Unveiling Gender Dynamics in Nutrition

                                                        CASCADE Capacity Building Interventions

Promoting gender equality and women’s empowerment is inseparably linked to the strengthening of food systems to fight hunger and malnutrition and improving the lives and livelihoods of rural populations. However, rural women continue to face multiple constraints that limit their productivity and undermine their capacity to overcome poverty that often leads to malnutrition. Unlike men, rural women typically have more limited access to and control over key productive resources such as land and technologies and to services such as credit and extension. They also encounter widespread inequalities in rural labor markets, forcing many to accept low-status, poorly paid jobs, without legal or social protection.

To address these inequalities, CASCADE Ethiopia conducted a gender analysis study to identify key gender issues contributing to gender disparities and malnutrition in the project intervention area. The study identified the key gender and social norms below that hinder nutrition security.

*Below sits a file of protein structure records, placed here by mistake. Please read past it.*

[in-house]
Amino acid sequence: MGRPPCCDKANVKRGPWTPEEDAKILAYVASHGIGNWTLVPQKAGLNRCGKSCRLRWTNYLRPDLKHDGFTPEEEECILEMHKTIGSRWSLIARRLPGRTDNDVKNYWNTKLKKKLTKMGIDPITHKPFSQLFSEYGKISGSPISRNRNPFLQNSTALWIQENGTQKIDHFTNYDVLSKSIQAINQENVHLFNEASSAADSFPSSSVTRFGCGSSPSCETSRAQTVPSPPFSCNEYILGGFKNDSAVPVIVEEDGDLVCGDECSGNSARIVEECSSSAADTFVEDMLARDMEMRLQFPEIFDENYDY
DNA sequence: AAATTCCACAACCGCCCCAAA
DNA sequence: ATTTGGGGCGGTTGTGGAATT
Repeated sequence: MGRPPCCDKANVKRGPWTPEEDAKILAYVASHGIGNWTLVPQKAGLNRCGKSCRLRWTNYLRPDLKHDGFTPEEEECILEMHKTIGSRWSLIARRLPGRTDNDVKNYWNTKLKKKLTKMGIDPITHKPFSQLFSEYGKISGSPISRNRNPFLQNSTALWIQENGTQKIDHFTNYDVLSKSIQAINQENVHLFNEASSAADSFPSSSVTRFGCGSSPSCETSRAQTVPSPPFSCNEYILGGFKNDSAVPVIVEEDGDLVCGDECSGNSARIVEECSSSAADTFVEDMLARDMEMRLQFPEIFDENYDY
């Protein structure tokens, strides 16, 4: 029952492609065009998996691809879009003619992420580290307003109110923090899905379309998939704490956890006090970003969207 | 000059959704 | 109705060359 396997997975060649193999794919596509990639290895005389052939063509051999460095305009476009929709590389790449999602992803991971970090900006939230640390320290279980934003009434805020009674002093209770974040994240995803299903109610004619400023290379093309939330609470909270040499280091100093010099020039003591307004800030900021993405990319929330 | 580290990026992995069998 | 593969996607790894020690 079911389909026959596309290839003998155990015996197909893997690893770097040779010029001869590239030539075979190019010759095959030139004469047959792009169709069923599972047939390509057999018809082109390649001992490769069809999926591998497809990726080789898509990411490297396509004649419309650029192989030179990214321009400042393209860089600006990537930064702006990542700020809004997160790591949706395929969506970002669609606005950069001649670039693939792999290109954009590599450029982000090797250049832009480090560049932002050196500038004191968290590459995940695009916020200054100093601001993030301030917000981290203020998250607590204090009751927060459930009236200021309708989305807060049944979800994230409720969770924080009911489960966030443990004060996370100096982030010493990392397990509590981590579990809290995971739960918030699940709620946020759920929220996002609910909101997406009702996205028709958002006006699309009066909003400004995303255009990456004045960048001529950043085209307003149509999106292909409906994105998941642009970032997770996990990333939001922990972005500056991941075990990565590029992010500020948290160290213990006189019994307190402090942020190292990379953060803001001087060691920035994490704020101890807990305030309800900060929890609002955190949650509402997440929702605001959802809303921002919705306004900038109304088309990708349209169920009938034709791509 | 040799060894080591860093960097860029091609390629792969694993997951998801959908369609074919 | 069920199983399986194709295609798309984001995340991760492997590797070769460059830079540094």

Gender Division of Labor: Household chores and childcare are traditionally seen as the responsibilities of women, while livelihood activities are considered the domain of men. This societal division often results in men refraining from participating in household chores and childcare tasks to avoid being labeled as ‘Setaset’ – which means ‘womanish’ in the community. Consequently, men’s involvement in household chores is limited to tasks such as fetching water and house maintenance. Women bear a heavier workload compared to men, spending 15 – 19 hours a day on household chores, childcare, and assisting in their husbands’ farming activities, whereas men typically work 5 – 12 hours. This unequal distribution of labor leaves women of reproductive age with insufficient time for self-care, nutritious meal preparation (especially during menstruation and pregnancy), attending ANC/PNC sessions, breastfeeding, and adopting healthier dietary practices. Furthermore, gender norms, values, and beliefs dictate food allocation and consumption within households, often prioritizing men and boys over women and girls in terms of both quantity and timing of food consumption, placing women at the bottom of the food hierarchy

Household Decision: Within the household, decisions made by the male head are unquestionably respected by women, boys, and girls. While women in the community typically decide how to utilize products from backyard gardening, such as vegetables, poultry, and poultry products, they frequently opt to sell these nutritious items rather than use them for household consumption. The proceeds are often used to purchase coffee, salt, and processed, low-quality or less healthy oil for household consumption.